User talk:Jheald

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Photoshopping old prints[edit]

Hi, I see that you are involved with handling scans of old prints on Commons and thought you may be able to give me some guidance on how I should process images that I wish to use on en:Wiki.

When uploading scans of prints from old books I'm unsure as to how much I should manipulated the image in Photoshop. Should I make the background white and convert to a grayscale image? How tightly should I crop the image? Should I try to correct imperfections and brown stains? As an example, I recently took this picture from the Internet archive: http://archive.org/stream/voyagedanslesoud00mage#page/211/mode/1up and uploaded File:Palais d'Ahmadou à Ségou.jpg to Commons (replacing an earlier upload). Would it have been better to keep the yellow background? Was it a good idea to crop the image and remove the original caption?

With the uploading of images to Flickr by the British Library, some of the images that I've uploaded in the past are now available at higher quality than I could obtain from Google/Gallica/Internet Archive. The above image is here: http://www.flickr.com/photos/12403504@N02/11085655303

When using the BL Flickr images how should I proceed? Should I upload them to Commons as is and then make a separate derivative that is rotated, cropped and perhaps colour corrected? Many thanks Aa77zz (talk) 14:14, 20 January 2014 (UTC)

Hi! Many thanks for your very good questions.
I don't know if I know all the answers. There are probably forums on Commons that would be good places to ask these questions also, and other users who may be able to give better more authoriatative advice. But here are some thoughts anyway.
Looking at my Commons user page, the material that I think I worked hardest to clear up (at least from a uniform source) was the Commons:Le Keux, Memorials of Cambridge series.
If you look at the image description page for one of the images in that series, you can see that I did some quite aggressive compensation for the background of the image, followed by further bleaching out of the background, straightening, and finally cropping to a standard size of border. I was using Gimp v2.8 for software, on images taken at the Internet Archive, and found that a useful tool was the 'divide' filter -- a characteristic of the University of Toronto scans was that the middle of the page was lit more brightly than the edges. I found if I found a 'blank' page from the book, and applied a blur filter to it, that gave me a good baseline reference that I then could use to 'divide' the scan by, to get rid of most of the effect of the background (and deal with most of its non-uniformity). That may be less of a problem with BL images though -- they seem to have been illuminated more evenly.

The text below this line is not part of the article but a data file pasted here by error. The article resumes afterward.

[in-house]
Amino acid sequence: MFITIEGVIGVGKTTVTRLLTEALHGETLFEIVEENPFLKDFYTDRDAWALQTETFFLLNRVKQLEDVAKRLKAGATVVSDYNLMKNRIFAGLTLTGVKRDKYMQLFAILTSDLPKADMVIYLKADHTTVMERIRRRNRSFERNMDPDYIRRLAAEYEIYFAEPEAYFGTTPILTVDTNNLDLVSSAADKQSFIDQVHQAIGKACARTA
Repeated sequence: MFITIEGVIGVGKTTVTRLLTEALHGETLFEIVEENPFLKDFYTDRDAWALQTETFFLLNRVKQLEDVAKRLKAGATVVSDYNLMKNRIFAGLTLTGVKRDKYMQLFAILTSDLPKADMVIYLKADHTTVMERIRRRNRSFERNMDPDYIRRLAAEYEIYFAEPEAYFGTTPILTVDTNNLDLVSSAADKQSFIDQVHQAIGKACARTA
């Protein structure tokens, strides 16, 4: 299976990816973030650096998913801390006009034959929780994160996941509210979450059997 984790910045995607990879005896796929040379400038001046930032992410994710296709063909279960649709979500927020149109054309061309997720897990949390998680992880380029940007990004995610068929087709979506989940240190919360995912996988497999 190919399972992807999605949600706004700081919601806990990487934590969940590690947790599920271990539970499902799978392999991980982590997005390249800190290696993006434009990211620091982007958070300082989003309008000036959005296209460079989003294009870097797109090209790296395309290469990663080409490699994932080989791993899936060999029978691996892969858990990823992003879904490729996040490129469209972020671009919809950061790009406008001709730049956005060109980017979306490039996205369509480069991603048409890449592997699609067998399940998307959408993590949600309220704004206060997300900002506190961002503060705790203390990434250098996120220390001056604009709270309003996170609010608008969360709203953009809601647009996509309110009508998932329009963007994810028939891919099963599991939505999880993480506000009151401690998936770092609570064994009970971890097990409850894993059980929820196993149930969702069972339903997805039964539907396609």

I also did then usually use the 'curves' tool to further adjust the contrast, and I think I usually did convert the images to greyscale. (I can't remember if I usually did so on the basis of 'luminosity' or 'lightness' -- Gimp gives both options, and I'm not sure that I was necessarily consistent.
I'm not at all sure I got it 100% correct though -- looking at the page of thumbnails, they don't look quite "right" to me. Perhaps they're all just a bit too dark, suggesting I overdid the contrast enhancement; or perhaps they're just a bit too even, too smooth, or too silvery grey. I can't quite put my finger on it (and I'd welcome anybody's input or thoughts), but to me there's some attractiveness of the original that I've lost, and I'm not quite sure why. So this may be an example of over-cleaning of images.
Some more recent work was on Commons:Category:Ackermann's Repository - London views. There are probably mistakes here as well, but I think the results are a bit happier (though dirtier, because of the quality of the source material). Colour images are more fogiving in a way, but also you can't push the cleaning as far because (a) you're not trying to get to pure black and white, so you have to be more protective of the colour; and (b) I found that, at least with Gimp, if I did push it too far, I found I'd start getting very unrealistic pinks and blues starting to appear, particularly in the background and around the borders. (Though that may just because I don't know how to fly the software well enough, or perhaps strictly speaking because I ought to be working in a different colour space, eg something like CIELAB, cf HSL_and_HSV#Disadvantages. But Photoshop perhaps works in that more advanced colour-space anyway?).